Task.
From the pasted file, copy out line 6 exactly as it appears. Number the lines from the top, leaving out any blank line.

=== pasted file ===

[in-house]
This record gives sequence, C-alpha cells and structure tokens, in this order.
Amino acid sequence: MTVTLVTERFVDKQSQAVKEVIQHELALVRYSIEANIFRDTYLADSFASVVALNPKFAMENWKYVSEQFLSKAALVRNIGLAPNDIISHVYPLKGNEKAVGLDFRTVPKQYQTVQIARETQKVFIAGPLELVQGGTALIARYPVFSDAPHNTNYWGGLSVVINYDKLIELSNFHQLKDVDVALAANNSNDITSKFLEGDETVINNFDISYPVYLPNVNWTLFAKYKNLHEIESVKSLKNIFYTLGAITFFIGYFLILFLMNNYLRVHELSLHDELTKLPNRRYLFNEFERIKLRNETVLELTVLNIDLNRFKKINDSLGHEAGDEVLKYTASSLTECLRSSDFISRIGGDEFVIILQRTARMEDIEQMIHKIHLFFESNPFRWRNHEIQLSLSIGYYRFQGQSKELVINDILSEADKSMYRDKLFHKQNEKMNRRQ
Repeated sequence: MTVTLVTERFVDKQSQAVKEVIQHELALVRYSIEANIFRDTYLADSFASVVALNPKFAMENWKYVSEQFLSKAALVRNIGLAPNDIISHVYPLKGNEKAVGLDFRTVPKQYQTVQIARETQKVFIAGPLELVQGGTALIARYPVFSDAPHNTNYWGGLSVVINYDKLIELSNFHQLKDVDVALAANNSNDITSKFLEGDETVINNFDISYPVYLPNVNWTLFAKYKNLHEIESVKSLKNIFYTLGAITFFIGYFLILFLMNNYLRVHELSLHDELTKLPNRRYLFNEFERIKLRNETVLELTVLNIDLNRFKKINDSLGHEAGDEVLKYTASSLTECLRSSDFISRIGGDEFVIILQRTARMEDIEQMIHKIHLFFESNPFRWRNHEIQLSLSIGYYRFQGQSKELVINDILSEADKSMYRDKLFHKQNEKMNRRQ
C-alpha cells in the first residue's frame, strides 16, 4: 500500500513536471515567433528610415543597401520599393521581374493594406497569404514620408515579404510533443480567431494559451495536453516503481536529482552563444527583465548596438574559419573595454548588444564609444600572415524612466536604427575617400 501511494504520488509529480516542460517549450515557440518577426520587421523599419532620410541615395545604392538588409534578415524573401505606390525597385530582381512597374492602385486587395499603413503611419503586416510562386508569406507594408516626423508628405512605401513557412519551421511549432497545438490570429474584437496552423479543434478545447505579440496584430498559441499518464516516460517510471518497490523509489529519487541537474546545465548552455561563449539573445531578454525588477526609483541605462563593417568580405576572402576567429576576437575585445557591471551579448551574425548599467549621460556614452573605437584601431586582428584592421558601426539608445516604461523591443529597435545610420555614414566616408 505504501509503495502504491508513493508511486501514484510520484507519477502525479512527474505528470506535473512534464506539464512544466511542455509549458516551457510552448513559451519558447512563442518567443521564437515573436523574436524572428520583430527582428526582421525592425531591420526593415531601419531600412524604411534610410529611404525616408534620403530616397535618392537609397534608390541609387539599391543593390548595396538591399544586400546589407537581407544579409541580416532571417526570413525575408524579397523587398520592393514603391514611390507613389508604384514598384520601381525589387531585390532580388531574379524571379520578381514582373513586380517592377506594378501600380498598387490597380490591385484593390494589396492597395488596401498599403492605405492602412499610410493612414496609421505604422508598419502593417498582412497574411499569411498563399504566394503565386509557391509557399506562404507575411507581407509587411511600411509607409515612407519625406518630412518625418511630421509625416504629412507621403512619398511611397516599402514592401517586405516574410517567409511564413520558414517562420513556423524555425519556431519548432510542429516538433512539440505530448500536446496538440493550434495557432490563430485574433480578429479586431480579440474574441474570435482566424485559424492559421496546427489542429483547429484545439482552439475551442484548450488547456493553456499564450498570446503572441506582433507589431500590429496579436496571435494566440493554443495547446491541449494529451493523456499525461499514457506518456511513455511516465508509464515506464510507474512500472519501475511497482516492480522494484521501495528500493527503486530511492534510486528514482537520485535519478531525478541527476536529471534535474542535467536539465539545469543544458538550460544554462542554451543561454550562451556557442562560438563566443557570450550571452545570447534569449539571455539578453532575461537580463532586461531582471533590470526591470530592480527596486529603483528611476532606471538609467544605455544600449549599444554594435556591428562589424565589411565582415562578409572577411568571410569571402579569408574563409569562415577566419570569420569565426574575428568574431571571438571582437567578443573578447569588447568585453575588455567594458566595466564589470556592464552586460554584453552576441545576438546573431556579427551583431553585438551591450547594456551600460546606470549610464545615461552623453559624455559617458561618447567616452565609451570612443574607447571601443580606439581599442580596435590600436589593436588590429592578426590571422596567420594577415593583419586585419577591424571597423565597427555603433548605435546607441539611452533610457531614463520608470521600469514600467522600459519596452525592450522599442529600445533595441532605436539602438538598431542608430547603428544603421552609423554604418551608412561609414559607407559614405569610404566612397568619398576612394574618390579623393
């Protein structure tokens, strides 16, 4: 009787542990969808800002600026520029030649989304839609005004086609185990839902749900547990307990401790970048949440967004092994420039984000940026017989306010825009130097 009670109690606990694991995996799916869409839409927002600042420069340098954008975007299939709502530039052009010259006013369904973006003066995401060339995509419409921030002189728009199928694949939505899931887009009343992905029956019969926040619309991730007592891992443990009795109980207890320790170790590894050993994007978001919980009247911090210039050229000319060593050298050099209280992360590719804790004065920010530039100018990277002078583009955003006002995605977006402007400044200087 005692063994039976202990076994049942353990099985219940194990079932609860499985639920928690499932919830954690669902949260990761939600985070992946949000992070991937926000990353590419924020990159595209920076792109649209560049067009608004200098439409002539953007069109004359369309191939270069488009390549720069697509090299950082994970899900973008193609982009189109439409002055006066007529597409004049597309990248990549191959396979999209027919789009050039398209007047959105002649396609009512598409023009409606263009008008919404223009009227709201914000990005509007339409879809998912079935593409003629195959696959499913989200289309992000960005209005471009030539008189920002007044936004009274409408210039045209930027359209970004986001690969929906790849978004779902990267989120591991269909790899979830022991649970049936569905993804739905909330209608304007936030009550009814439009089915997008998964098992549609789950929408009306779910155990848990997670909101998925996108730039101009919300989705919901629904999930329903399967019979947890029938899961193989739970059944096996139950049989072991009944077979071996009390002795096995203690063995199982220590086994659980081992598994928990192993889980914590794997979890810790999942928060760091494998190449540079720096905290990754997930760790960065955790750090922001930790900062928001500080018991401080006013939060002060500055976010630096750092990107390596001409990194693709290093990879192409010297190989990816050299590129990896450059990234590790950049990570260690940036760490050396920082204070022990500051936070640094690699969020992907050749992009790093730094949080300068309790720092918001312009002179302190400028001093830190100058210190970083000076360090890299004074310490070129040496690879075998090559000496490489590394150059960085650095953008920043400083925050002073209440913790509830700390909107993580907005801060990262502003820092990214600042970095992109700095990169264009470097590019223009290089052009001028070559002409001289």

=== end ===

């Protein structure tokens, strides 16, 4: 009787542990969808800002600026520029030649989304839609005004086609185990839902749900547990307990401790970048949440967004092994420039984000940026017989306010825009130097 009670109690606990694991995996799916869409839409927002600042420069340098954008975007299939709502530039052009010259006013369904973006003066995401060339995509419409921030002189728009199928694949939505899931887009009343992905029956019969926040619309991730007592891992443990009795109980207890320790170790590894050993994007978001919980009247911090210039050229000319060593050298050099209280992360590719804790004065920010530039100018990277002078583009955003006002995605977006402007400044200087 005692063994039976202990076994049942353990099985219940194990079932609860499985639920928690499932919830954690669902949260990761939600985070992946949000992070991937926000990353590419924020990159595209920076792109649209560049067009608004200098439409002539953007069109004359369309191939270069488009390549720069697509090299950082994970899900973008193609982009189109439409002055006066007529597409004049597309990248990549191959396979999209027919789009050039398209007047959105002649396609009512598409023009409606263009008008919404223009009227709201914000990005509007339409879809998912079935593409003629195959696959499913989200289309992000960005209005471009030539008189920002007044936004009274409408210039045209930027359209970004986001690969929906790849978004779902990267989120591991269909790899979830022991649970049936569905993804739905909330209608304007936030009550009814439009089915997008998964098992549609789950929408009306779910155990848990997670909101998925996108730039101009919300989705919901629904999930329903399967019979947890029938899961193989739970059944096996139950049989072991009944077979071996009390002795096995203690063995199982220590086994659980081992598994928990192993889980914590794997979890810790999942928060760091494998190449540079720096905290990754997930760790960065955790750090922001930790900062928001500080018991401080006013939060002060500055976010630096750092990107390596001409990194693709290093990879192409010297190989990816050299590129990896450059990234590790950049990570260690940036760490050396920082204070022990500051936070640094690699969020992907050749992009790093730094949080300068309790720092918001312009002179302190400028001093830190100058210190970083000076360090890299004074310490070129040496690879075998090559000496490489590394150059960085650095953008920043400083925050002073209440913790509830700390909107993580907005801060990262502003820092990214600042970095992109700095990169264009470097590019223009290089052009001028070559002409001289």